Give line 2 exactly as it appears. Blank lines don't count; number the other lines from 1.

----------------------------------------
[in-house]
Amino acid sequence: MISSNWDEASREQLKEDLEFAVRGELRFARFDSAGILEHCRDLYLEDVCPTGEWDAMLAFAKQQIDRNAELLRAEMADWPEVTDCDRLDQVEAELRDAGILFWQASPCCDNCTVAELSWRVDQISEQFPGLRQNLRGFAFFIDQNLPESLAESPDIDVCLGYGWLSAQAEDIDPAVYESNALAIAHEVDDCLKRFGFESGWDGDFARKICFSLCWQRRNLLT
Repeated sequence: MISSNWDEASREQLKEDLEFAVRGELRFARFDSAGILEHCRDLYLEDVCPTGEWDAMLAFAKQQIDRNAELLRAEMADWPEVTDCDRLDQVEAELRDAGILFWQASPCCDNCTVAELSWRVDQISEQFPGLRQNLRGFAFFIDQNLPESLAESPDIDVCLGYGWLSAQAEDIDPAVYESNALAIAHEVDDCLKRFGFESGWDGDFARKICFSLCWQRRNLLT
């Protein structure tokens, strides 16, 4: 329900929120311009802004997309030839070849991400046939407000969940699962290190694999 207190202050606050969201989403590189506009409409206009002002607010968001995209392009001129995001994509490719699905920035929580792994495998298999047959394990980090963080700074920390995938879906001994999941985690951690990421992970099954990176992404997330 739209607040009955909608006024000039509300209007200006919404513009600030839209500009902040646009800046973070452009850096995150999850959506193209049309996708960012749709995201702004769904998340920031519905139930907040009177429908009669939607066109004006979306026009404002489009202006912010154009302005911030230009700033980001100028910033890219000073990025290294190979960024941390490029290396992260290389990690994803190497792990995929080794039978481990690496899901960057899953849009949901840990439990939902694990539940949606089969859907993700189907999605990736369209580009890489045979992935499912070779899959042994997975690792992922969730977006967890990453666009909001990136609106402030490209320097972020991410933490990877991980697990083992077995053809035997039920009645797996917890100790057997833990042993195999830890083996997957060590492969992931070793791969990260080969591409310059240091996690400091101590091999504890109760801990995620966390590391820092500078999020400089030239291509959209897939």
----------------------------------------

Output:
Amino acid sequence: MISSNWDEASREQLKEDLEFAVRGELRFARFDSAGILEHCRDLYLEDVCPTGEWDAMLAFAKQQIDRNAELLRAEMADWPEVTDCDRLDQVEAELRDAGILFWQASPCCDNCTVAELSWRVDQISEQFPGLRQNLRGFAFFIDQNLPESLAESPDIDVCLGYGWLSAQAEDIDPAVYESNALAIAHEVDDCLKRFGFESGWDGDFARKICFSLCWQRRNLLT